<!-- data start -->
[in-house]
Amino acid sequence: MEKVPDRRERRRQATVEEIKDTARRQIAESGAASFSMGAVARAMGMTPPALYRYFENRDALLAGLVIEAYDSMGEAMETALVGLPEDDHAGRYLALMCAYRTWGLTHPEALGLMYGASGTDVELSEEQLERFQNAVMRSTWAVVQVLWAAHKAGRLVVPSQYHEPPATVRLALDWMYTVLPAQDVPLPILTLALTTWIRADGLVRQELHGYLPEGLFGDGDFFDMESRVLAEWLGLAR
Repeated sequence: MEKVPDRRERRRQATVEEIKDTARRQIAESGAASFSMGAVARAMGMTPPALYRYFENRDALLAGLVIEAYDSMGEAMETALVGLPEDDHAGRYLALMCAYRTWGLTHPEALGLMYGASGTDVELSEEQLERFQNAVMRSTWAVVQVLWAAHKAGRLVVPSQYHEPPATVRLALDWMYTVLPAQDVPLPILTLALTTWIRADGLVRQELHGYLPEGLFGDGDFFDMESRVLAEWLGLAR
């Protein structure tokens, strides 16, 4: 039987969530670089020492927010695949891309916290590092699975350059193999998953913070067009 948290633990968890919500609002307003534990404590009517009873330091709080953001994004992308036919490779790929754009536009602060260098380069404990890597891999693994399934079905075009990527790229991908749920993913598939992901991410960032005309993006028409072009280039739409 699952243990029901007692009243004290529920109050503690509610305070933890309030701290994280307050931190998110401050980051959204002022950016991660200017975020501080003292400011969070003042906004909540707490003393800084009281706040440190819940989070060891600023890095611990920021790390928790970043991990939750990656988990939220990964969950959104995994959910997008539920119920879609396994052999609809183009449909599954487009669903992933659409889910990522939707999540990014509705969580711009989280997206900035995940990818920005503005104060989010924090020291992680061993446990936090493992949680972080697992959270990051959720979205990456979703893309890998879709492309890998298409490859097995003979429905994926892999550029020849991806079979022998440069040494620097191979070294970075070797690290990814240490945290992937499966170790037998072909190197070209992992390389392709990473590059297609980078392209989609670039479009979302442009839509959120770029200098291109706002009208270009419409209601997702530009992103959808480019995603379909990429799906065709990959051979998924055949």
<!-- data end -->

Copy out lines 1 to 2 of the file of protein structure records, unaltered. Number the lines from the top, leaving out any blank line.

[in-house]
Amino acid sequence: MEKVPDRRERRRQATVEEIKDTARRQIAESGAASFSMGAVARAMGMTPPALYRYFENRDALLAGLVIEAYDSMGEAMETALVGLPEDDHAGRYLALMCAYRTWGLTHPEALGLMYGASGTDVELSEEQLERFQNAVMRSTWAVVQVLWAAHKAGRLVVPSQYHEPPATVRLALDWMYTVLPAQDVPLPILTLALTTWIRADGLVRQELHGYLPEGLFGDGDFFDMESRVLAEWLGLAR